Anne Sexton Biography, Life, Interesting Facts
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Childhood And Early Life
The American poet Anne Sexton was born in Newton, Massachusetts on the 9 November 1928 to Ralph Harvey and Mary Gray Staples. She had two older sisters, Jane Elizabeth (b.1923) and Blanche (b.1925).
Her father ran a successful business, and the family had no financial difficulties, but Sexton had a troubled relationship with her father. In Diane Middlebrook's biography of Sexton, she states that he was an alcoholic.(Source: Anne Sexton: A Biography, Diane Wood Middlebrook).
Anne Sexton was a pupil at Rogers Hall, Massachusetts as well as Garland School. As a schoolgirl, she began writing poetry and had a few poems accepted into the school yearbook.
During the 1940s she did a modeling course at Boston’s Hart Agency and found work as a model.
Rise To Fame
In 1957, Anne Sexton joined a poetry workshop at the Boston Centre for Adult Education on the advice of her psychiatrist. She then became active in the literary scene in Boston, meeting up with other writers, including Sylvia Plath, Maxine Kulm, W.D. Snodgrass and John Holmes. She had poems published by The New Yorker and other publications. Her first books of poems To Bedlam and Part Way Back was released in 1960 and received excellent reviews.
Anne Sexton was one of the first of what became known as confessional poets. Other books include All My Pretty Ones (1962); Live or Die (1966); Love Poems (1969); Transformations (1971), The Book of Folly (1972); O Ye Tongues (1973) and The Death Notebooks (1974).
Anne Sexton married Alfred Muller Sexton II in 1948, and the couple had two daughters: Linda Gray Sexton (b.1953) and Joyce Ladd Saxton (b.1955). After both births, Sexton suffered from postpartum depressions which heralded her ongoing battle with bipolar disease. The couple divorced in 1973.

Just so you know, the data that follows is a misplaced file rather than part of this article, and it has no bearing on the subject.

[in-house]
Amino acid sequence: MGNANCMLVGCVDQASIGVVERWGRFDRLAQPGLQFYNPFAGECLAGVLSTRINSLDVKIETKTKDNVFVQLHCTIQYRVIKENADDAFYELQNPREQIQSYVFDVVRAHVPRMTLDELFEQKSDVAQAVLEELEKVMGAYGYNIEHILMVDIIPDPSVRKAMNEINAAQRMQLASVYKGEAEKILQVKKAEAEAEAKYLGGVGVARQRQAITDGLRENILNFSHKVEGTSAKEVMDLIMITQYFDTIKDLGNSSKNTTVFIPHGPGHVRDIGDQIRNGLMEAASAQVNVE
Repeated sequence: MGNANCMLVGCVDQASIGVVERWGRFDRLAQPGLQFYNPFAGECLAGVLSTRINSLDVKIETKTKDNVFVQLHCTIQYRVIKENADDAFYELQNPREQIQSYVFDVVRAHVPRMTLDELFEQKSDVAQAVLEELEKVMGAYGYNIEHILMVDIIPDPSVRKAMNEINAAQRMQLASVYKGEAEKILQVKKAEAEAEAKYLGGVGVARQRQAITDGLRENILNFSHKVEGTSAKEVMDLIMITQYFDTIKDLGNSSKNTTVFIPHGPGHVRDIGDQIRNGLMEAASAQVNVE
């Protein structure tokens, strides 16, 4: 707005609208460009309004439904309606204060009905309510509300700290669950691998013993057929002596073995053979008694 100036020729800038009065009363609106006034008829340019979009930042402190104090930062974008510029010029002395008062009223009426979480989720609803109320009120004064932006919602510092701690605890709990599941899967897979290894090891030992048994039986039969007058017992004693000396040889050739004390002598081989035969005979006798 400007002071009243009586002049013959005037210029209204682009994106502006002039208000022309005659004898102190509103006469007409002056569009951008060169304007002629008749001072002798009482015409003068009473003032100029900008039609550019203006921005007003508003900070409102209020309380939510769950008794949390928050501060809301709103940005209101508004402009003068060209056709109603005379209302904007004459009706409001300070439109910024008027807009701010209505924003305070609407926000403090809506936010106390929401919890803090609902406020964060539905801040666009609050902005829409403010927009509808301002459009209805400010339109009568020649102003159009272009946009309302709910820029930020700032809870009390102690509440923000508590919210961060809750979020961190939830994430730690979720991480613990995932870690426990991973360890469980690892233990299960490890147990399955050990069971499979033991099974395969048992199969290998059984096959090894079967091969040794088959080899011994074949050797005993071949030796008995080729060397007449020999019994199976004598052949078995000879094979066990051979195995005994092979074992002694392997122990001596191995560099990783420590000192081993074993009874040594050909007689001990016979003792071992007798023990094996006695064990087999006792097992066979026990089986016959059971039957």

After her first breakdown at age 28, Anne Sexton had many depressive episodes and battled with alcoholism. At one stage, her daughters were cared for by other family members as she found it hard to cope with motherhood.
In 1974, Anne Sexton committed suicide.
Sexton’s daughter Linda Gray Sexton published a memoir Searching for Mercy Street: My Journey Back to My Mother, Anne Sexton (1994) and a followup, Half in Love: Surviving the Legacy of Suicide (2011).
It was considered controversial when Sexton’s psychiatrist, Dr. Martin Orne, allowed her biographer Diane Middlebrook access to Sexton’s three hundred therapy session tapes while writing Anne Sexton: A Biography, Diane Wood Middlebrook (1991).
Awards And Achievements
Anne Sexton the Pulitzer Prize for Poetry for Live or Die in 1967. She was made a Fellow of the Royal Society of Literature and was also awarded a Guggenheim Fellowship.
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